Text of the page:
Two Wheels One Barrio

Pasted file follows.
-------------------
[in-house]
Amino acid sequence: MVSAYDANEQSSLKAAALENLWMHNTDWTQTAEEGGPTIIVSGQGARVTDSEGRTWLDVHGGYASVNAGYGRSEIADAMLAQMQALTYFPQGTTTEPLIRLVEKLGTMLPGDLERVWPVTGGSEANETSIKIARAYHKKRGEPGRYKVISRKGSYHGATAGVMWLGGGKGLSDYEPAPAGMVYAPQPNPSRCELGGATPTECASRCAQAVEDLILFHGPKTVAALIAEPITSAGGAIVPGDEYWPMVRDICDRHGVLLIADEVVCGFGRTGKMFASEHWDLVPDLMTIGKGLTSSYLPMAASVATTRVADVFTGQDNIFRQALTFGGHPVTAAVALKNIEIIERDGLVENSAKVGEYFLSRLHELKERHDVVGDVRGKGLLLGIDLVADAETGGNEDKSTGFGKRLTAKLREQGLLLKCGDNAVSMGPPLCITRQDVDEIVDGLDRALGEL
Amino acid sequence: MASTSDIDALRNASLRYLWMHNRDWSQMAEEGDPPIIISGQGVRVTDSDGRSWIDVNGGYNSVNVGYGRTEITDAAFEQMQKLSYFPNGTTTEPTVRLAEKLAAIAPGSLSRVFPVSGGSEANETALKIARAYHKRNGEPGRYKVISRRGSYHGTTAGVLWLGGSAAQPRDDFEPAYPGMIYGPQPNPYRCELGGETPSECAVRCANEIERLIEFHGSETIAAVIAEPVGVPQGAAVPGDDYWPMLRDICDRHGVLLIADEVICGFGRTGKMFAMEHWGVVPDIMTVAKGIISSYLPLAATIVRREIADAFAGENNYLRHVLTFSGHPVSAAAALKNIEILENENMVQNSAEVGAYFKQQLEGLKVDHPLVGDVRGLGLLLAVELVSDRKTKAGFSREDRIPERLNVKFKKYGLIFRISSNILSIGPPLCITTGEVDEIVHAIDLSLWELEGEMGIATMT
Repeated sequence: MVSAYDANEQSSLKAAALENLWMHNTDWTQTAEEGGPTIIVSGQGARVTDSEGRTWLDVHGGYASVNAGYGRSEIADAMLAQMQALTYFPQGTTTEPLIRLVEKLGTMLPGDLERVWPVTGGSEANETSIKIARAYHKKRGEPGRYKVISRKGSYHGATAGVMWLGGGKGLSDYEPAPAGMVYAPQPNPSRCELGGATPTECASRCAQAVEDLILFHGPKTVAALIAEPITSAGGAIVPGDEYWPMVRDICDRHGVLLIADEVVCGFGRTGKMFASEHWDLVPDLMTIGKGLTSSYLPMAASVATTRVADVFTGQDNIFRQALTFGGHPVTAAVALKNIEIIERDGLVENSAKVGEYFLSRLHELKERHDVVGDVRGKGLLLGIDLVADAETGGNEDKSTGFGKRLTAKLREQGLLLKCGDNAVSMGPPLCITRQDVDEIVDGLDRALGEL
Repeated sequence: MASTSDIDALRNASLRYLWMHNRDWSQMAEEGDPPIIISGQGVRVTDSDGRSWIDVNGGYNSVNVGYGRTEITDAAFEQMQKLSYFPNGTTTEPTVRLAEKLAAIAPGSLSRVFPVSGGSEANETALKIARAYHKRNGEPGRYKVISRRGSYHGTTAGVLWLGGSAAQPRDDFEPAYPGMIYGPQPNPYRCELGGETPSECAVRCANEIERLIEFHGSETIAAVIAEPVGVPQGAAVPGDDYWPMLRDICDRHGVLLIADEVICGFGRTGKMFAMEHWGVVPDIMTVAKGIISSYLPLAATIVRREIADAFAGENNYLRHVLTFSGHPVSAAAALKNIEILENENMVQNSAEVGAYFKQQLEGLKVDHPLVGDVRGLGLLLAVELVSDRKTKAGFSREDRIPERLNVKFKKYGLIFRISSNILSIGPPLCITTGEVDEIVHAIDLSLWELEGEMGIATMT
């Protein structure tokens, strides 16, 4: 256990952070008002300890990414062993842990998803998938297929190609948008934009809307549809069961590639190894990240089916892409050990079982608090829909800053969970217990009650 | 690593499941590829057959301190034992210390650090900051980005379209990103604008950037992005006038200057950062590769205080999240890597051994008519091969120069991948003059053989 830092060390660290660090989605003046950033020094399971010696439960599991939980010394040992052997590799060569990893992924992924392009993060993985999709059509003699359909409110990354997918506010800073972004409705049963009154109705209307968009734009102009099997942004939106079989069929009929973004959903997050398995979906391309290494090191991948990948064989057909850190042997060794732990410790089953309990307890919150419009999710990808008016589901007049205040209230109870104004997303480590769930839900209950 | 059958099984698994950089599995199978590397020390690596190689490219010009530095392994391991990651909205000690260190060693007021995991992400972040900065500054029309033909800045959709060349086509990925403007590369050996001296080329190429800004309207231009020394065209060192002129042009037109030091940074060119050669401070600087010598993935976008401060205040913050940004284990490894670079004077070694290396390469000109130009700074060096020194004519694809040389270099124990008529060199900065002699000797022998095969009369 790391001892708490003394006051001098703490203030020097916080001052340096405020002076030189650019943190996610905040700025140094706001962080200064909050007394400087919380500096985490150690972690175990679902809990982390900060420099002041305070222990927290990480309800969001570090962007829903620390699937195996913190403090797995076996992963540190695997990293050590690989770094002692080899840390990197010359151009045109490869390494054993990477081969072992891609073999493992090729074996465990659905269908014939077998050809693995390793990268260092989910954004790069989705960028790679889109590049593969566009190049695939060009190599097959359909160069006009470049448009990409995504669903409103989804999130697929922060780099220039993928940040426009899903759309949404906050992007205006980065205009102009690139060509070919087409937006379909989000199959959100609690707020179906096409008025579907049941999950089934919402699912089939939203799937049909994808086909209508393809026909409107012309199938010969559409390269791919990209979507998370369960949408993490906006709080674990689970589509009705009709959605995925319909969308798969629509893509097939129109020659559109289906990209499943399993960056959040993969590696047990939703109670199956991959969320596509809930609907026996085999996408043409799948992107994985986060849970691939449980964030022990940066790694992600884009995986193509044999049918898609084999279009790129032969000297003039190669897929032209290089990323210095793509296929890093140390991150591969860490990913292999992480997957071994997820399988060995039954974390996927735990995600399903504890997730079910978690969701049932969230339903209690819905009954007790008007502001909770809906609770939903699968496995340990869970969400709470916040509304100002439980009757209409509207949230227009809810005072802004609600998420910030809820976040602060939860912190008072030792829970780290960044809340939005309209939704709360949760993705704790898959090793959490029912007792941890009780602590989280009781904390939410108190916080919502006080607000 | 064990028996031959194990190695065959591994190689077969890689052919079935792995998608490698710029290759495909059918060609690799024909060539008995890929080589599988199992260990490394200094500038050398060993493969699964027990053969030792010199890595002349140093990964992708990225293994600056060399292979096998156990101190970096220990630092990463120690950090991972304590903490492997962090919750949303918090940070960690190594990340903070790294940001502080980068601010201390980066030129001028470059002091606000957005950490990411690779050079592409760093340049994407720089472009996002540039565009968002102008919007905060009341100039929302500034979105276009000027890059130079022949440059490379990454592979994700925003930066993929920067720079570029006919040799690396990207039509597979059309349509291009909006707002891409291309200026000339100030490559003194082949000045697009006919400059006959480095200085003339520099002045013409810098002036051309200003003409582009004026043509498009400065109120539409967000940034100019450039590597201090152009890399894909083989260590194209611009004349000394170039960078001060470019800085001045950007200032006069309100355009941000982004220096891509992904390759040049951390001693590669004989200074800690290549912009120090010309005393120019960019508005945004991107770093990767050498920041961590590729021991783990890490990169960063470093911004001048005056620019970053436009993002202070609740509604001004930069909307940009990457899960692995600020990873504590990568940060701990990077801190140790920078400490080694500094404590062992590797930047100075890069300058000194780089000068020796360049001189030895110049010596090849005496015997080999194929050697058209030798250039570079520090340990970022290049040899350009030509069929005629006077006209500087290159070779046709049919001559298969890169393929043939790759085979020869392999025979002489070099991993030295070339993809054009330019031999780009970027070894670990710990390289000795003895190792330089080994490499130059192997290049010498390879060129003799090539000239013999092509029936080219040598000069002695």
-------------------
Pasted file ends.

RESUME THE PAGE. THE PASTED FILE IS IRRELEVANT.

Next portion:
On my first week in El Paso, TX I got hit by a car as I was bicycling to work at Chamizal National Memorial. Now on my last week in El Paso, it’s crazy to think that I helped safely lead over 50 cyclists to Chamizal National Memorial for Latino Conservation Week. Organizing the “Two Wheels One Barrio”, a bicycle tour of downtown El Paso all the way to Music under the Stars concert at the city’s only national park, was one of the most rewarding learning opportunities I have ever experienced. On our first stop we visited a mural painted by the amazing local artists Los Dos, a collaboration between the artists Ramon and Christian Cardenas. Their art pays tribute to the spirit of the borderlands and brings life to the concrete jungle that characterizes most of downtown El Paso.     From there, we cruised downhill to a neighborhood, or barrio, known as barrio Duranguito. Like the 5,000 residents who faced forced relocation during the signing of the Chamizal Convention of 1963, the residents of barrio Duranguito are currently facing forced relocation.  Unlike with the case of the Chamizal tract, however, the forced removal of this Hispanic population is not in the name of a diplomatic solution to an almost century long border dispute, but in the name of an unnecessary sports arena. In this barrio you can still find buildings that were highly important to the Mexican Revolution, and a number of incredible Chicano style murals. Paso del Sur is the primary organization defending El Paso’s barrios against displacement, demolition, and erasure of history. Lawyers in Austin recently presented a legal defense of this important historic neighborhood, and won! A sports arena can no longer be built there, but there are still many challenges to preserving this part of El Paso’s history, culture and art.   From Barrio Duranguito we cruised to the Frontera Agricultural Workers Center, where a speaker from Causa Unida informed us of the problems migrant workers still face today. Despite the fact that their hands pick the food that we eat every day, we learned that the average farm worker makes less than $7,000 a year. Our second to last stop was at the Salazar housing projects’ playground. The playground in situated in front of an open metal refinery plant, and riders were able to experience the reality of being a Latinx child who lives in this neighborhood. Mothers who form part of Familias Unidas del Chamizal told us about their concerns for their children’s health from contamination from the metal refinery plant, air pollution from border traffic, and a proposed bus depot to be built nearby. They expressed their concern for the quality of their children’s education and more. They expressed their commitment to fighting for not only their children, but also for Mother Nature.  These Latina women have become some of my biggest heros and inspirations during my time here in El Paso. Finally, close to sunset and way off schedule (whoops! All the speakers were so amazing and we had a lot of engagement from the crowd), we made our way down to Chamizal National Memorial for Music Under the Stars. I gave a speech on stage about the tour, and then over paletas I talked to people about LHIP and the Chamizal story and about the history of El Paso at large. By choosing to ride bicycles, instead of driving, we expressed our commitment to environmental stewardship and our love for the outdoors. By riding our bicycles through some of the oldest barrios in El Paso we celebrated our rich history and culture. By ending the ride at Chamizal National Memorial we celebrated the park service’s mission to preserve our natural and cultural resources for future generations. As we rode away after the concert ended everyone who participated, mostly fellow Chicanos, were gleaming with how well organized the event was, and how much fun we had.

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